This movie serves as a reminder that Western civilization can be as heartlessly destructive as terrorists we face around the globe in the 21st century.
One of the most meaningful steps I’ve taken in my life was to major in history in college. I attended what was then known as Marian College (now University) and I had the good fortune of falling under the guidance of Professor William Doherty.
More to the point, I learned first hand the destruction caused largely by European nations in the two world wars fought in the Twentieth century. While we rightfully condemn Islamic extremists fighting under the banner of ISIS today, it is worth remembering that the so called Christian world sent over 10 million European and American young men to their grave in World War 1 and followed it up with more than 60 million fatalities in World War 2. We can’t embrace our present struggle in the world without remembering our past.
That is vividly played out in the emotionally powerful film Anthropoid, brought to the screen by director Sean Ellis. The movie revisits an early moment in World War 2 where man’s inhumanity to man is put on full display.
It centers on a true story when the Third Reich’s number three in command, Reinhard Heydrich, is gunned down by Czech’s nationals in late 1941. Heydrich was leading the Nazi takeover of Czechoslovakia. He was the principal architect behind what is now known as the Final Solution and became widely reviled as the Butcher of Prague.
The story itself has no emotional upside, as the heralded Czech assassins were destined for death. The two leaders, played by the Irish actors Cillian Murphy and Jamie Dornan, had parachuted into Czechoslovakia to attempt an assassination with the expectation that it would cost them their own lives.
Murphy plays Josef Gabcik while Dornan embodies Jan Kubis, two individuals who are still honored in their homeland. Though most of the movie is in English, all of the actors use a very effective Czech accent that contributes to the quality of the film.
I must confess that Mr. Murphy is one of my favorite actors, having previously starred in edgy, original films like Inception (2010), Sunshine (2007), The Wind that Shakes the Barley (2007), Breakfast on Pluto (2005) and the horror film 28 Days Later (2003). He is a daring actor who seems to relish eccentric roles. As for Mr. Dornan, let me just say that it was rewarding to see him demonstrate acting talent after having endured his starring role in Fifty Shades of Grey (2015).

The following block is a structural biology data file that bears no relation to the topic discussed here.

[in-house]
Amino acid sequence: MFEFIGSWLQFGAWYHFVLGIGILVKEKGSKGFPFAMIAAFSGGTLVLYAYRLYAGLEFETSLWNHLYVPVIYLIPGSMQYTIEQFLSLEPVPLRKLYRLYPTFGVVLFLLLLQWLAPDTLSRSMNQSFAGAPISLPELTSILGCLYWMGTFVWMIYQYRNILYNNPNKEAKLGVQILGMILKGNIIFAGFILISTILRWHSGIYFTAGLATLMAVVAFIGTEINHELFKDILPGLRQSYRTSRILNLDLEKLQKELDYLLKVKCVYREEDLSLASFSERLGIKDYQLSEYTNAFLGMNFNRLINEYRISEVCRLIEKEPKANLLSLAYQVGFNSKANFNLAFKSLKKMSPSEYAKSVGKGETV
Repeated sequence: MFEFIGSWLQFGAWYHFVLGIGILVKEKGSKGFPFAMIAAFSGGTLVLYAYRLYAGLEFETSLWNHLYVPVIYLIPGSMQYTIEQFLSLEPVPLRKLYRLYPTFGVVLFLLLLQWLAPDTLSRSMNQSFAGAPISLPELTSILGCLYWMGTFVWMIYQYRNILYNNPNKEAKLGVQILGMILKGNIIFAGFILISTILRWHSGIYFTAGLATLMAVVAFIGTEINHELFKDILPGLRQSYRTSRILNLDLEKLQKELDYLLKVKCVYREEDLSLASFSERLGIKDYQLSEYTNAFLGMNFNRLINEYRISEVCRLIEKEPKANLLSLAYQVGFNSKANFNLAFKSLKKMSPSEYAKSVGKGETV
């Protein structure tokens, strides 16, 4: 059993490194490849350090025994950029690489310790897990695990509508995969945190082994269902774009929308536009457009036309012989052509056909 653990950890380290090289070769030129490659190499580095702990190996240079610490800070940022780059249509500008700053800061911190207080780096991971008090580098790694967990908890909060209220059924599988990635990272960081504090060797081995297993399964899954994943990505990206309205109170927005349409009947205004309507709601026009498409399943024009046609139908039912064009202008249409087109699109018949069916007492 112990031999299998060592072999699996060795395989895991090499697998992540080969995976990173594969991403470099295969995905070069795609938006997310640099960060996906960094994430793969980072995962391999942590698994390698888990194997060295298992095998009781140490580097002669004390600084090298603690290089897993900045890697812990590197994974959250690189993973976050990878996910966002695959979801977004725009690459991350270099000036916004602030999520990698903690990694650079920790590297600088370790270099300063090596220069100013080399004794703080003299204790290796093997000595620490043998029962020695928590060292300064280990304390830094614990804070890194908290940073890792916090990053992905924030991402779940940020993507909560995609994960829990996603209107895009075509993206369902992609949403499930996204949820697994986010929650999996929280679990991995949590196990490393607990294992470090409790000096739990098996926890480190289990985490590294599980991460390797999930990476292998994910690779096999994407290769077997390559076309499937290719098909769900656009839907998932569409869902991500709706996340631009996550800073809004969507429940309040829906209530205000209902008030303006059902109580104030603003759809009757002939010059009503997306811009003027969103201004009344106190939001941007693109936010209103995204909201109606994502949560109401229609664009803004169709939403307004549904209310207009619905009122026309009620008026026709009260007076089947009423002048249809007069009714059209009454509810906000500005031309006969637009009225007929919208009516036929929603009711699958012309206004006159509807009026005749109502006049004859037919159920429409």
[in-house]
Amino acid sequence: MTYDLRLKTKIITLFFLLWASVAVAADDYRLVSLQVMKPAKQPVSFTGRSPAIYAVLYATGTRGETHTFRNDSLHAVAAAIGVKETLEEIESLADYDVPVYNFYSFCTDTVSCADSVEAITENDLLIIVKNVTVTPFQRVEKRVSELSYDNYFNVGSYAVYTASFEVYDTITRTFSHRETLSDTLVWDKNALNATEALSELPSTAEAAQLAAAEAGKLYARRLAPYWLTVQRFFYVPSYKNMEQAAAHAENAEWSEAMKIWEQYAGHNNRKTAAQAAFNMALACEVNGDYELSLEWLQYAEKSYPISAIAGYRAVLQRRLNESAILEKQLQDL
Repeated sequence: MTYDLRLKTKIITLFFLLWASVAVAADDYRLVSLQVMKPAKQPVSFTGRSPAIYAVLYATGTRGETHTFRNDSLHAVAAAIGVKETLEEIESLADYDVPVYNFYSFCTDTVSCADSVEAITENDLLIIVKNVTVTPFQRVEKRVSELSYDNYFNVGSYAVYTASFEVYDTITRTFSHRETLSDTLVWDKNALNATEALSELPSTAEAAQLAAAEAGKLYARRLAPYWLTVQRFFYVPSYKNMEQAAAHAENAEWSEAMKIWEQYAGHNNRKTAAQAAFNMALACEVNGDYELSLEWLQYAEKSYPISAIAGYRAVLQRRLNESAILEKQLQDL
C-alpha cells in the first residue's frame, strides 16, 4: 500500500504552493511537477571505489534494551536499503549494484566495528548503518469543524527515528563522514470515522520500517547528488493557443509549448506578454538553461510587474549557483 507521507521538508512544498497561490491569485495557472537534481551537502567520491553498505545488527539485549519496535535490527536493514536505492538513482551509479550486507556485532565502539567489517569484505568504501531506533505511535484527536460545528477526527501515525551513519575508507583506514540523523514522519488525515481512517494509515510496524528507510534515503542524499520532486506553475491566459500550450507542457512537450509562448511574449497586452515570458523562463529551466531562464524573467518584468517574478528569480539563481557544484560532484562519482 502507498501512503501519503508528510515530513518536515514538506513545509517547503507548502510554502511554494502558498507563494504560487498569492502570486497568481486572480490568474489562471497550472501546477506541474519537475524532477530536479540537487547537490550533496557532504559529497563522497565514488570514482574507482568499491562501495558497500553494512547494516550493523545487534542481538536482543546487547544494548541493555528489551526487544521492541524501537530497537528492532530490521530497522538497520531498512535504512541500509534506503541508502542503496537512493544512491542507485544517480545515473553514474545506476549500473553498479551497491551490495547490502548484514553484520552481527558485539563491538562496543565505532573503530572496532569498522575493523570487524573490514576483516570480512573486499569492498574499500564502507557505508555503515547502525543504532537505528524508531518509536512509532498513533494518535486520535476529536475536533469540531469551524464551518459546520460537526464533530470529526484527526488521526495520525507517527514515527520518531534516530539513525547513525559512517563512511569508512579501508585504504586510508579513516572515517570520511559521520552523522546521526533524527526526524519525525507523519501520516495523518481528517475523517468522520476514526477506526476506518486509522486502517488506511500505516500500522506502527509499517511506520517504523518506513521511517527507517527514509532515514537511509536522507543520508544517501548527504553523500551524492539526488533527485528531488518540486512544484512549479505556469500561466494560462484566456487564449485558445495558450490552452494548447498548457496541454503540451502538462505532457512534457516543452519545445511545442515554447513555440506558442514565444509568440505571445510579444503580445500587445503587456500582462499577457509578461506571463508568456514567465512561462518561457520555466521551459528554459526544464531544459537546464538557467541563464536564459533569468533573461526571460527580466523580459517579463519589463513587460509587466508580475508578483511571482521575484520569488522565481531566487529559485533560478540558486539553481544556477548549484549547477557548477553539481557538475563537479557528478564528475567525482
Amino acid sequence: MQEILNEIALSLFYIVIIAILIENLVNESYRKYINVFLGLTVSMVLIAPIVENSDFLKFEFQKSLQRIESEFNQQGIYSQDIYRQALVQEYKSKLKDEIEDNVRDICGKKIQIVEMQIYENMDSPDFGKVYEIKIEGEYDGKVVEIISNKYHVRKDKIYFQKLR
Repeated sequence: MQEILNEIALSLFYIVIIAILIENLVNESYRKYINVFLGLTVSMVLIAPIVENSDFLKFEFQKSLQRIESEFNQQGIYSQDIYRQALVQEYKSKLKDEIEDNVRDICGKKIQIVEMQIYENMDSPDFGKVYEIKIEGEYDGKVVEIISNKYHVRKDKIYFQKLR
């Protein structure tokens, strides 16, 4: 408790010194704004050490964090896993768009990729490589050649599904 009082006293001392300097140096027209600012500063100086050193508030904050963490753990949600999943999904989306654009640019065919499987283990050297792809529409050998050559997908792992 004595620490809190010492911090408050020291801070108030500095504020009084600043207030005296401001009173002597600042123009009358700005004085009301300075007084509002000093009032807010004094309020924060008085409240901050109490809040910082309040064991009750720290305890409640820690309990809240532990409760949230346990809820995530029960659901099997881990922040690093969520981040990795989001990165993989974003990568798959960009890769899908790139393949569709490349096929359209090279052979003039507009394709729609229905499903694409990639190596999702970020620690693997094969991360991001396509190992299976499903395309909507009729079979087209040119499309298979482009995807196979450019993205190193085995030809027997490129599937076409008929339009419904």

Heydrich was the only principle Nazi to be assassinated in World War 2, and you know that the Czech’s were going to pay a nasty price for their actions. The underground, led by Jan Zelenka-Haysky (Toby Jones) made sure that all of the conspirators had cyanide tablets to avoid being tortured and eventually executed by the Nazis. If cornered, all of the Czech patriots knew that they were left with no option but suicide.
When the movie ended, I had to sit awhile before leaving the theater. While I knew what was coming, the emotional impact could not be avoided. In particular, both Murphy and Dornan fell in love with two women played by Anna Geislerova and Charlotte Le Bon, and they faced their own destruction.
While it is impossible to give anything away, in the end you see Murphy standing waste deep in a church basement filled with water as numerous Nazis approached with machine guns. Down to his last bullet, you see him put the gun to his head as he looks through the dripping rain, seeing his deceased lover reaching out her hand to embrace him.
This was one of those times when dying for a noble cause is a worthy death.